You guys got to remember although I hate Merc and I am a huge fan , I wouldn’t mind if BMW and Merc shared the same , window motors , light bulbs, radiator , coolant reservoir, brake fluid reservoir, engine fan …etc all those non essential parts that could be common in a car and wouldn’t affect the feel of the car . It is a fact that it would be cheaper to order for example 1000 window motors than 100 so I hope this will help reduce some of the costs on these common parts .

    What I dont want to see is BMW being restricted in R&D … etc and Merc having the upper hand because the way I see it BMW has brought alot of innovation and that is one of the marks of BMW : fast, good handling , and innovative cars that’s why they call it the ultimate driving machine

  • Tom

    @Gragop:

    On the top there will be Rolls Royce not Maybach ,which is almost dead right now and ,if it survive, it will be below , then BMW and Mercedes on the same level , and then Mini probably along with Project-i , and then Smart .

  • Tom

    One important thing , this is not a fusion ( BMW with Mercedes ) , it only means that these companies will have the same owner . If they can benefit from this situation and at the same time staying true independent competitors , then it is win-win situation for these companies and for the customers.

  • Mathis

    @ Horatiu

    Well they agreed on the cooperation, but I don’t think as of today BMW & Mercedes share any parts yet. As ADOOD84 wrote maybe the window motors on the 2012 new 3 series will be similar to the ones in a new Merc. But these cooperation agreements although signed in 2008 will take their time to implement. I mean they will not change all the parts in the middle of a model year suddenly. Next time maybe when a facelift is scheduled or when they start working on a new model like the next 1 series and the next A & B Class they will coordinate things and use similar parts.

    I am sure both firms are aware that exchanging 6 Cylinder engines is an absolute no-go -> not just for BMW but for Merc as well.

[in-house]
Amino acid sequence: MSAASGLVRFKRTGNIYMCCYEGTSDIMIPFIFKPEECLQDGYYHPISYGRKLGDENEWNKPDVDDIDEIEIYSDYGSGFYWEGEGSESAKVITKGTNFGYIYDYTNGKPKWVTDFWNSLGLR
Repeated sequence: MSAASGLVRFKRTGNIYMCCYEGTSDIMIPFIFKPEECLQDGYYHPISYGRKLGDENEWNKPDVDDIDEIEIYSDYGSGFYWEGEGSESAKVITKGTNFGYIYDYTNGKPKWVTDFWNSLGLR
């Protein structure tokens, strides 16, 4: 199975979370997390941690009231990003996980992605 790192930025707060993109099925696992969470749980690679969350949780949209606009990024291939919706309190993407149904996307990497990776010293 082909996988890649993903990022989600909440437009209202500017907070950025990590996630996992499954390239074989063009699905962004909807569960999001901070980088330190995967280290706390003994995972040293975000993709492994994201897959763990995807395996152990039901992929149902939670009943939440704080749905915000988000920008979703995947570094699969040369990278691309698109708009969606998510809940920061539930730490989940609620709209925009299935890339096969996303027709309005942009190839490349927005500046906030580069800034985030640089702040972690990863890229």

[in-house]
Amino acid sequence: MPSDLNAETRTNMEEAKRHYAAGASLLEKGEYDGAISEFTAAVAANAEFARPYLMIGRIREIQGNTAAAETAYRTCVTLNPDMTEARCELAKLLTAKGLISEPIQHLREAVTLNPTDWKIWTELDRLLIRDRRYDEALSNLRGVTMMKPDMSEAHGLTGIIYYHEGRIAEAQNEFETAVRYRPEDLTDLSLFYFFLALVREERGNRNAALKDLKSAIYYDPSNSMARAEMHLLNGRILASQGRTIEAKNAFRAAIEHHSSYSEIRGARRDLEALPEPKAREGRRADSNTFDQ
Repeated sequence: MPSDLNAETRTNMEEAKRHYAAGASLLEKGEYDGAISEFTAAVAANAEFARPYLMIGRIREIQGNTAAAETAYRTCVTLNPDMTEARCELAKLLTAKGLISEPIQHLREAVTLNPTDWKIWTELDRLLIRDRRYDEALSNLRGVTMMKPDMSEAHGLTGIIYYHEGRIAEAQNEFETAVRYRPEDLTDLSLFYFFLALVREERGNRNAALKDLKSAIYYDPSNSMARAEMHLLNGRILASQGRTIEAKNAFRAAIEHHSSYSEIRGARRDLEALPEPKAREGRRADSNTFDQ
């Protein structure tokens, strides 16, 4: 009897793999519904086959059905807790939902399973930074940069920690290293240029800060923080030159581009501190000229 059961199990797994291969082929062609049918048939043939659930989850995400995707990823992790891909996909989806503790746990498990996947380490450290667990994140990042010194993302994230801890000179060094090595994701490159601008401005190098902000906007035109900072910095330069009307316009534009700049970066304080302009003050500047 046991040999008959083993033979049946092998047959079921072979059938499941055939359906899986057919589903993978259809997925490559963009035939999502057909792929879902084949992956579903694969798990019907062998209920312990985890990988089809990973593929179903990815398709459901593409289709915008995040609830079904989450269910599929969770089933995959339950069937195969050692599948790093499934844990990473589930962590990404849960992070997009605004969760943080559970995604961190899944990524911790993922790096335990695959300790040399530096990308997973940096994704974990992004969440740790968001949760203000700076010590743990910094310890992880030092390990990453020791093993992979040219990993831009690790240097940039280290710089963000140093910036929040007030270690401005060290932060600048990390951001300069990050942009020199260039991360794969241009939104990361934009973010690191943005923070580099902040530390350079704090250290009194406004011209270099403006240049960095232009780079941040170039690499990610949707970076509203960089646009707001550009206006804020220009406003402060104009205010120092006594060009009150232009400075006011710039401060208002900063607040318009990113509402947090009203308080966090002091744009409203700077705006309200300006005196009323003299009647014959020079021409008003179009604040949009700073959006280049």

• Auday

    Door Panels and and Door handles PLEASE!!!! Other than maybe the two tons door handles of the Egyptian Temples on 2000BC, I think BMW has the worst door handles ever.

    Someone asks BMW to get those from Mercs!!

    Stereo?! my M-Roadster, a convertible with very stiff suspension that by default has lots of chassis shocks and jitters with a CD player that skips worse than Celine Dion in a live concert, didnt anyone tell them that sport cars with stiff suspension need an anti-skip CD player that you could find in a cheap KIA.
    iDrive? …. I’ll leave this to the iDrive owners, non of my cars have iDrive, but I have to say that the E46 Nav is not my favourtie, I’d rather use Garmin,… but the new google based iDrive might solve the problem.

    Anyway these cosmetics could be outsourced from Mercs, but keep the best of BMW in BMW, engine, chassis, suspension, and of course overall platfrom design.

  • Kay

    You guys are kidding. There’s no way VW/Porsche/Audi/Lambo/ etc would drive the BMW & Mercedes Benz out of the global market. Why hasn’t Ferrari been bought over? Why hasn’t Nissan been bought over? Well, I know Mercedes Benz is financially and technologically strong. So is BMW. This is competition. Porsche, Audi, Lambo etc are all using VW technology and finances. I know a lot of Emirs and Kings and other ceremonial heads, and even the German goverment won’t let Mercedes go down.

  • future_thinker

    one of my friend told me that Tn Hj Ramdan Karnawi owned about 40% of BMW..this is ridiculous!! he know nothing about BMW..

  • Mathis

    @ Kay – inform yourself a bit better Ferrari has been bought – its part of the Fiat company maybe not 100% but at least to a large degree. Same goes for Nissan – Nissan is not independent! Nissan & Renault merged a few years back.

    Otherwise I agree that BMW & Mercedes are here to stay.

  • michael

    i hv shares but i dnt knw hw to check on them.plz help